Meet the water baron you (likely) haven’t heard of

Uneasy about the slow plan to siphon Valley water for Southern California, farmers and water managers are worrying about a large land owner in the region.

This is the first installment of a new SUNLIGHT Series: Kings of the River, a review of the machinations and battles on the oft-overlooked Kings River.

Has the San Joaquin Valley reached its Chinatown moment?

For farmers who rely on water from the Kings River, the answer winds up as some shade of “yes.”

But the players are different. This isn’t the Owens Valley and William Mulholland doesn’t work for the City of Los Angeles.

Uneasy about a slowly-marching plan to siphon Valley water for Southern California, farmers and some water managers are worrying about the growing shadow of one of the region’s largest land owners.

Here’s an introduction.

A Man of a Different Valley

You may have never heard of John Vidovich, but his impact on the day-to-day life of the average southern San Joaquin Valley farmer is difficult to be understated.

Vidovich is the owner of Sandridge Partners, LP – a farmland investment firm that has undertaken more than 100,000 acres of Valley farmland.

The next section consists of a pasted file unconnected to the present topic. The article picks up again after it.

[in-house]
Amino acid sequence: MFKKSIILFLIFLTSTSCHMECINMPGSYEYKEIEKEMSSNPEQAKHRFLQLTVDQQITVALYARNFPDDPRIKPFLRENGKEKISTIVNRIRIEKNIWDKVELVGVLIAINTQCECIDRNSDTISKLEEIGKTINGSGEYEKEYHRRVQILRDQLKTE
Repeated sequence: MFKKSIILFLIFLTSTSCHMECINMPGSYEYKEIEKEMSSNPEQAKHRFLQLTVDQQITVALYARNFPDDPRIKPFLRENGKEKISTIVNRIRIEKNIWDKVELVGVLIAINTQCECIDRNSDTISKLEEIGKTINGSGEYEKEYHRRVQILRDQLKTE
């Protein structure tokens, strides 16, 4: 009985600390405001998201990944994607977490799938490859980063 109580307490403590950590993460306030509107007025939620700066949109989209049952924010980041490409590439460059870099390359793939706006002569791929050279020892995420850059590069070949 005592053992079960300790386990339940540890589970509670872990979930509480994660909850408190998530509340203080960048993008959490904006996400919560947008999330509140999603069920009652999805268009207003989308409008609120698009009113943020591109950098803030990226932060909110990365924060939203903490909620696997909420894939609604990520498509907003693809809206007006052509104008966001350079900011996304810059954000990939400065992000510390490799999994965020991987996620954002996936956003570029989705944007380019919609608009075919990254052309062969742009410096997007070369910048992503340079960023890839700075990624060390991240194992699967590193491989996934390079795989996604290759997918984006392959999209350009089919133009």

And while Vidovich grows crops on thousands of the acres he holds and processes his own almonds at a plant in Wasco, his vast holdings in farmland have granted him entree onto a bevy of water district boards, controlling the region’s economic lifeline.

And like other of the region’s water barons present and past – Resnick and Boswell – Vidovich’s last name is a sort of shorthand in coffee shop chatter from Delano to Easton.

A native of Sunnyvale, Vidovich was the son of a Bay Area real estate scion. His father, Stephen Vidovich, founded DeAnza Properties in 1966 and led the charge to convert the Santa Clara Valley from farmland and pave the way for Silicon Valley to become the hub of late-20th century and early-21st century American innovation.

Though his father passed 13 years ago, the son – a graduate of Santa Clara School of Law and inactive lawyer – continues to manage the real estate firm with holdings in Los Angeles, San Francisco, Silicon Valley, Salt Lake City, and San Diego’s North County.

That’s on top of managing 100,000 acres of farmland and sitting in on Valley-based water boards.

Water Sale and Sour Grapes

In a profile of Vidovich written by Lois Henry – then of The Bakersfield Californian now writing exclusively for her own service, SJVWater – the farmer-lawyer-real estate magnate made no bones about where local misgivings began.

In 2009, Vidovich sold the annual rights to 14,000 acrefeet of water belonging to property sitting in the Dudley Ridge Water District, located in Kings County, for an eye-popping $73 million.

The buyer? The Mojave Water Agency, a San Bernardino-based water provider.

The sale meant Kings County farmers and water users lost out on the ability to buy utilize Vidovich’s portion of water, all while keeping it local.

Instead, Southern California water users in the arid desert – municipal and industrial alike – now hold the rights.